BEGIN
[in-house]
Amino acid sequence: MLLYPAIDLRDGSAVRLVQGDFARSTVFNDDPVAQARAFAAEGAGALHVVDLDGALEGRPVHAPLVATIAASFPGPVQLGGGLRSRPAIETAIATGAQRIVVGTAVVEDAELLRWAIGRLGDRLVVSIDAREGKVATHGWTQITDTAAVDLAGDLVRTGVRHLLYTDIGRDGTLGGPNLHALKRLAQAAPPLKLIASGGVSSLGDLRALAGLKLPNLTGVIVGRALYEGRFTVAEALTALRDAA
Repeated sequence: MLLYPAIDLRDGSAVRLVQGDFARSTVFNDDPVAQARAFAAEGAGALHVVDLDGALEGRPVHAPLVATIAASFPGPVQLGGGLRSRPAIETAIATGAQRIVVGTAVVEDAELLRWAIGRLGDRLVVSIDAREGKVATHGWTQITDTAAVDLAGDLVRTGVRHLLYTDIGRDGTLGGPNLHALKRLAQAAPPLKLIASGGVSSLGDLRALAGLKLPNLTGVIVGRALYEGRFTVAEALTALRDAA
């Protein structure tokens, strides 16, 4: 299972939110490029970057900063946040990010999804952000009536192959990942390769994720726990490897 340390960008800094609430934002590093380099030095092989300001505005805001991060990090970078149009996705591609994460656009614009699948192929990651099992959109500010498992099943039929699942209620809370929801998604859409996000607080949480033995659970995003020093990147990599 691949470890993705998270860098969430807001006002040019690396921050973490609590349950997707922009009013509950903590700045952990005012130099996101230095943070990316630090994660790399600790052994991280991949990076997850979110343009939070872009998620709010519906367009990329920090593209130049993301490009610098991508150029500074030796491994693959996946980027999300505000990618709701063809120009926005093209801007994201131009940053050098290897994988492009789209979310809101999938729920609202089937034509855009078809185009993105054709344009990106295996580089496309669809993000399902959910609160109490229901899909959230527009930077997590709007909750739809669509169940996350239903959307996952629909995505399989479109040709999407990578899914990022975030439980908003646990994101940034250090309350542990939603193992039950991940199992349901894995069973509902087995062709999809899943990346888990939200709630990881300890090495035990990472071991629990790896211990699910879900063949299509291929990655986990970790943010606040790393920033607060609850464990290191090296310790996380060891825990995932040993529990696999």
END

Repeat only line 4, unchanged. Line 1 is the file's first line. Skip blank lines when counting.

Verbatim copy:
């Protein structure tokens, strides 16, 4: 299972939110490029970057900063946040990010999804952000009536192959990942390769994720726990490897 340390960008800094609430934002590093380099030095092989300001505005805001991060990090970078149009996705591609994460656009614009699948192929990651099992959109500010498992099943039929699942209620809370929801998604859409996000607080949480033995659970995003020093990147990599 691949470890993705998270860098969430807001006002040019690396921050973490609590349950997707922009009013509950903590700045952990005012130099996101230095943070990316630090994660790399600790052994991280991949990076997850979110343009939070872009998620709010519906367009990329920090593209130049993301490009610098991508150029500074030796491994693959996946980027999300505000990618709701063809120009926005093209801007994201131009940053050098290897994988492009789209979310809101999938729920609202089937034509855009078809185009993105054709344009990106295996580089496309669809993000399902959910609160109490229901899909959230527009930077997590709007909750739809669509169940996350239903959307996952629909995505399989479109040709999407990578899914990022975030439980908003646990994101940034250090309350542990939603193992039950991940199992349901894995069973509902087995062709999809899943990346888990939200709630990881300890090495035990990472071991629990790896211990699910879900063949299509291929990655986990970790943010606040790393920033607060609850464990290191090296310790996380060891825990995932040993529990696999």